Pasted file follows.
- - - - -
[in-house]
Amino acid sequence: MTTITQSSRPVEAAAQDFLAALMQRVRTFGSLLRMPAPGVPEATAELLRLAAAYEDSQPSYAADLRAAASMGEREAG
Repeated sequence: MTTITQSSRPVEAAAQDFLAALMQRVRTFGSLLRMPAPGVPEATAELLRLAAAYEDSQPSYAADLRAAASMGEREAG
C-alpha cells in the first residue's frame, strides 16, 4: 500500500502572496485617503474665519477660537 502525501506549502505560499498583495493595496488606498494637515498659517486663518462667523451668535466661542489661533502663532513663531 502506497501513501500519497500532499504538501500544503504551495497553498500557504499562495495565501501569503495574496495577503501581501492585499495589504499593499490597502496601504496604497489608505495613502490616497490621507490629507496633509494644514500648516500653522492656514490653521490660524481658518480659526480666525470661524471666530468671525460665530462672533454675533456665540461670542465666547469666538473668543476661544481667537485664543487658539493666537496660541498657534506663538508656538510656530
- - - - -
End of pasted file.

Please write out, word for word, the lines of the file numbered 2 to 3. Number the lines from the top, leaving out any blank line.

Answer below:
Amino acid sequence: MTTITQSSRPVEAAAQDFLAALMQRVRTFGSLLRMPAPGVPEATAELLRLAAAYEDSQPSYAADLRAAASMGEREAG
Repeated sequence: MTTITQSSRPVEAAAQDFLAALMQRVRTFGSLLRMPAPGVPEATAELLRLAAAYEDSQPSYAADLRAAASMGEREAG